Anti-Slip Floor Tiles
Anti-Slip Floor Tiles – When planning a floor, it is essential that you consider the purpose for which it will be used. When people are using the floor in a variety of conditions, it is vital that you consider the anti-slip properties of the tiles you select. The HSE specify the use of the “Pendulum Test” to assess the suitability of tiles. The explanation from their website explains how this works.
The Pendulum Test Explained
Assessment of slipperiness: The HSE approach
The Workplace (Health, Safety and Welfare) Regulations 19921 require floors to be suitable, in good condition and free from obstructions. People must be able to move around safely.
Research carried out by HSL, in conjunction with the UK Slip Resistance Group (UKSRG) and the British Standards Institution, has shown that commercially available, portable scientific test instruments can accurately assess the slipperiness of flooring materials. HSL has developed a reliable and robust test method using these instruments to assess floor surface slipperiness. The method has been used as the basis of HSE and local authority advice and enforcement action.
Slips and trips are the most common cause of injury at work. On average, they cause over a third of all major injuries and over 40% of all reported injuries to members of the public. HSE statistics suggest that most of these accidents are slips, most of which happen when floor surfaces are contaminated (water, talc, grease, etc).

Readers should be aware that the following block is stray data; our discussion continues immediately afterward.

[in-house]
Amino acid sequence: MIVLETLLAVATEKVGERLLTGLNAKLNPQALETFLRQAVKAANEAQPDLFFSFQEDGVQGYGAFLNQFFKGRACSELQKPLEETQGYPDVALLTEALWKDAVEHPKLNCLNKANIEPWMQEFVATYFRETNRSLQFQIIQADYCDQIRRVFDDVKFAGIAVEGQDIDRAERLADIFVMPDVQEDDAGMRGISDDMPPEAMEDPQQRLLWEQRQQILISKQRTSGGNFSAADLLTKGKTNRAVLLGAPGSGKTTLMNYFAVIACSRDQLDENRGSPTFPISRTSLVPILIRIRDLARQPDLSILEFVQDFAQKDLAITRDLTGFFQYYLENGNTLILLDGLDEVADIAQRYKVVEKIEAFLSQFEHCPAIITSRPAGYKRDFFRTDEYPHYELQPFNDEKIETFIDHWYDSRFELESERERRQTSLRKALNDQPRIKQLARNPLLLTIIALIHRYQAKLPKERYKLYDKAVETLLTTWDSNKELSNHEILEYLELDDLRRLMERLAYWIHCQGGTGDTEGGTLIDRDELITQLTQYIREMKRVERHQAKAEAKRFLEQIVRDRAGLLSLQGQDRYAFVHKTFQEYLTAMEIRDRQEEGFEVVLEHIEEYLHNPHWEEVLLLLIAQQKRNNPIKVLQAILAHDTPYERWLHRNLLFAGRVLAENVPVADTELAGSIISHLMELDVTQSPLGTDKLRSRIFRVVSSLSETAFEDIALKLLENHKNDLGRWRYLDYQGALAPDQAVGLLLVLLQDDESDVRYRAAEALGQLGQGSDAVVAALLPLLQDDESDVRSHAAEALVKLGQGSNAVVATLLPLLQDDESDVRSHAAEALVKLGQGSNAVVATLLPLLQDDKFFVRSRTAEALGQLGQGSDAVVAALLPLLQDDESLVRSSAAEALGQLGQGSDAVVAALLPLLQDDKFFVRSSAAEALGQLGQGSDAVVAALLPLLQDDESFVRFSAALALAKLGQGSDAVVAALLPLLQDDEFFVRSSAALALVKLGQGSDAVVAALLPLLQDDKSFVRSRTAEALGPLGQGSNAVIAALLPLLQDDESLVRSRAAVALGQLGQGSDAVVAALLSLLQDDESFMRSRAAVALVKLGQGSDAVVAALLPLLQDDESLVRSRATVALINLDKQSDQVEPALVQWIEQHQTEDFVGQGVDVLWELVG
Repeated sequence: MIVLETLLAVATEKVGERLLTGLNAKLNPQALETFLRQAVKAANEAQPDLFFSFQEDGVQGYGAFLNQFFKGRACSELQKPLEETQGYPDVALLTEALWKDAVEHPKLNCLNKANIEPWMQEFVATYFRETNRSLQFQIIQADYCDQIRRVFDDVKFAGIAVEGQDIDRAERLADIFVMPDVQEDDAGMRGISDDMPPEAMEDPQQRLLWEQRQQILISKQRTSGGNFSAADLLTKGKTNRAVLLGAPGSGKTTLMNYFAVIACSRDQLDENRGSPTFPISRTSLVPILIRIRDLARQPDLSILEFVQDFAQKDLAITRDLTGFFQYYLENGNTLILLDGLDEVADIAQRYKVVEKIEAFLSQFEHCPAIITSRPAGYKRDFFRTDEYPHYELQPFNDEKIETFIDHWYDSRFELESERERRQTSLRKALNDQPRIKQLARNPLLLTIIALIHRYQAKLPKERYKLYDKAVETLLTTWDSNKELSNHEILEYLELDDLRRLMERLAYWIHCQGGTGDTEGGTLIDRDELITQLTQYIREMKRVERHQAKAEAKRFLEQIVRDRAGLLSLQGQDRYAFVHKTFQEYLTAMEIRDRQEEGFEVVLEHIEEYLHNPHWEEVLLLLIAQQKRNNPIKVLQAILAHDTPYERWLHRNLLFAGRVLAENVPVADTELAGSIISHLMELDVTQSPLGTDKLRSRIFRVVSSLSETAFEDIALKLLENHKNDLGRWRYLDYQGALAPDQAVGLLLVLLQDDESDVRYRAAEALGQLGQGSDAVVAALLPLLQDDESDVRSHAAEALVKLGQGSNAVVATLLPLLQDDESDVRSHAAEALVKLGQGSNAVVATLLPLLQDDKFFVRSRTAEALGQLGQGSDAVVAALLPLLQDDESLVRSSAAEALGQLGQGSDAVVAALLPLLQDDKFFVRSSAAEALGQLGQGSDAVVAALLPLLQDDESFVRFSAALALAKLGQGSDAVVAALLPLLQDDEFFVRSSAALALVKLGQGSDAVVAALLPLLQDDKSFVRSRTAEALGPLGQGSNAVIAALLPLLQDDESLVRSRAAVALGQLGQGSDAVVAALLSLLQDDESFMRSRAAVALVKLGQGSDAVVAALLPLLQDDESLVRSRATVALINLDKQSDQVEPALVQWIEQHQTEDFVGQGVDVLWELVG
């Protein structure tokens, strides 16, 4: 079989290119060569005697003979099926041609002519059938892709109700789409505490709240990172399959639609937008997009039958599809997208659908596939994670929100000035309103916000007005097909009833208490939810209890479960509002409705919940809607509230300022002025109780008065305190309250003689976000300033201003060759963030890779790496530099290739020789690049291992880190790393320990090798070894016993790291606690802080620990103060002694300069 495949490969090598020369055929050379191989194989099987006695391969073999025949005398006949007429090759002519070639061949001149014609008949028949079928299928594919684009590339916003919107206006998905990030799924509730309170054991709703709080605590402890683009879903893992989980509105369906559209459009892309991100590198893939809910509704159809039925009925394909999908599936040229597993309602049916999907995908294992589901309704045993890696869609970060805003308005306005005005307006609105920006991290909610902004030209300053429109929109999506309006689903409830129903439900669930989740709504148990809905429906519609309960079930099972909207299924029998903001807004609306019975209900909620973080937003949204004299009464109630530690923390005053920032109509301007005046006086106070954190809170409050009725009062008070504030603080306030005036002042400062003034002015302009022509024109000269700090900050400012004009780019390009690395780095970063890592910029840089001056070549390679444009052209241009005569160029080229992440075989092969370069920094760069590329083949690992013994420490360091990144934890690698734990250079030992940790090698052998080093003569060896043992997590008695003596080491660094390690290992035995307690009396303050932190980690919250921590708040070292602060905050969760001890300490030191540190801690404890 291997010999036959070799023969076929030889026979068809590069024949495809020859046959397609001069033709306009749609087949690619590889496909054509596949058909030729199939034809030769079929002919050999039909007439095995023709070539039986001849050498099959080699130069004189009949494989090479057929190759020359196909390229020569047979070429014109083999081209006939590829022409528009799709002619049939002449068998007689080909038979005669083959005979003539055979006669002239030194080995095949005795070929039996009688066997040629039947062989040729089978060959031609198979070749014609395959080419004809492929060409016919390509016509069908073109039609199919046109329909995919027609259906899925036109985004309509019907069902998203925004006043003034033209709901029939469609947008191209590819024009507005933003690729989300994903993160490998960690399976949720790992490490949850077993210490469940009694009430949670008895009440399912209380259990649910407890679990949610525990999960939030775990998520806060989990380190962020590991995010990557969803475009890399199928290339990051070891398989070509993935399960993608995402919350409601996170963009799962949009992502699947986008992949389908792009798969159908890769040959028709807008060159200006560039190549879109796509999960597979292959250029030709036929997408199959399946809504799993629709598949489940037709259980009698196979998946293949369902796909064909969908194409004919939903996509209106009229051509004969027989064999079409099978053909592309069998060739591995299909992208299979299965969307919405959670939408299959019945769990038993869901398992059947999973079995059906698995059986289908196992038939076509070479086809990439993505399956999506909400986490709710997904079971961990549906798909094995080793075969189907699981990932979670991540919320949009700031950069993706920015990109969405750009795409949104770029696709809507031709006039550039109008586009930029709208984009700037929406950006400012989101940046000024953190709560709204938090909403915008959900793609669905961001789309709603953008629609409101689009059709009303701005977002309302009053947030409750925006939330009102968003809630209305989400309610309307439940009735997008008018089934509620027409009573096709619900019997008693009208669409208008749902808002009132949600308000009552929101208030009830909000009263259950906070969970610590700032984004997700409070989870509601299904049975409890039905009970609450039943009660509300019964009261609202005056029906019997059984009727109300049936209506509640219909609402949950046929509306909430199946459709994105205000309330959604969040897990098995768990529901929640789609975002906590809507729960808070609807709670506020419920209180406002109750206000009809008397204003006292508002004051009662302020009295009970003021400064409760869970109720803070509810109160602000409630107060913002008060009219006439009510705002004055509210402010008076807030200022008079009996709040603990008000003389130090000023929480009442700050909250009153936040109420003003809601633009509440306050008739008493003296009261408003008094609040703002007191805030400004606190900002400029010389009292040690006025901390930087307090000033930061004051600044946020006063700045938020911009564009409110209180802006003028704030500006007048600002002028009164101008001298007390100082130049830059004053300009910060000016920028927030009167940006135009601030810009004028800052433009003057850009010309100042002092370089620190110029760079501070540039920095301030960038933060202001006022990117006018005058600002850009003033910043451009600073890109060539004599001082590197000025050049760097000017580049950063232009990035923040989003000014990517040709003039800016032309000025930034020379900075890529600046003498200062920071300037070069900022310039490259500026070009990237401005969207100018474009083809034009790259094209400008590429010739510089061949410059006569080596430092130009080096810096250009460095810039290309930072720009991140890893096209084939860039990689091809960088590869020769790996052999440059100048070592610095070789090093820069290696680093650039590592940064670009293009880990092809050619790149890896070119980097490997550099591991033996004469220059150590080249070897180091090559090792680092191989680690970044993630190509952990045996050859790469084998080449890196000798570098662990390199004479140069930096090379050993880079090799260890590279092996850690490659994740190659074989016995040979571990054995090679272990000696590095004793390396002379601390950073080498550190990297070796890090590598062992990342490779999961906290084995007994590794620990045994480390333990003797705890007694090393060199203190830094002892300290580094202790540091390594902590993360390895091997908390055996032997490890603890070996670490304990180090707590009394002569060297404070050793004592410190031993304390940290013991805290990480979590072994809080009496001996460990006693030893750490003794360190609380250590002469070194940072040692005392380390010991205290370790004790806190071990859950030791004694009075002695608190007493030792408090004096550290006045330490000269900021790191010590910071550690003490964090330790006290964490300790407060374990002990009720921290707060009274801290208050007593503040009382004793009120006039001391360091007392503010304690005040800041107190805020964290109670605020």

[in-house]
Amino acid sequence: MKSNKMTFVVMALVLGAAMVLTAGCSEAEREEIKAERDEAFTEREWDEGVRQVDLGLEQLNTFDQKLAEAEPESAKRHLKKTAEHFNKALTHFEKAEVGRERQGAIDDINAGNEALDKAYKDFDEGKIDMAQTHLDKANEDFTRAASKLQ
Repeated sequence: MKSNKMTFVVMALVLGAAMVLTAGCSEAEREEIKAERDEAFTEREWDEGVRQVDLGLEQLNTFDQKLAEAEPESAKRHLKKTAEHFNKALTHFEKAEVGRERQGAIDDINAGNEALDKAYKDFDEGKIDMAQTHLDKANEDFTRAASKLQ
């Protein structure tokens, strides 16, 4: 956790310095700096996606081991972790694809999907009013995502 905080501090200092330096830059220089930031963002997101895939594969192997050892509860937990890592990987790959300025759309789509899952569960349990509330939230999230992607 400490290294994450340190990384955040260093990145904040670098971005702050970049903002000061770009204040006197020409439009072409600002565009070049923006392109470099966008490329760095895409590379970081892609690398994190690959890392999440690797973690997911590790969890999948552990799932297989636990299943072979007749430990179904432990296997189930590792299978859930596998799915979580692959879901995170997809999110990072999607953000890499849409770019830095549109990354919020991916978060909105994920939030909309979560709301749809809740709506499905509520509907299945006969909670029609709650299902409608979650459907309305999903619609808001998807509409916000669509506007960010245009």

Research by HSL for HSE has shown that a combination of factors can contribute to slip accidents. HSL has developed a slip potential model, which identifies the important factors contributing to a slip.
> Find out more about anti-slip tiles at the HSE Website.
Direction of Test
BS 7976-2: 2002 (Slip Resistance)
The method of test is intended to assess the potential of slipping for people walking on a flooring material.
A pendulum attached to a spring loaded foot fitted with a standard rubber slider referenced Slider 96 (formally known as Four S Rubber) is allowed to swing so the slider contacts a dry or wet test flooring over a set distance. The extent to which the pendulum fails to reach its release height on the overswing is determined as a measurement of the slip resistance. The procedure is carried out in three directions, in one principle direction, at90° to this and at 45o to the principle direction.
UK Slip Resistance Group Guidelines
The following table contains guidelines recommended by the UK Slip resistance group – Issue 3 2005.
|High Slip Potential||0-24|
|Moderate Slip Potential||25-35|
|Low Slip Potential||36+|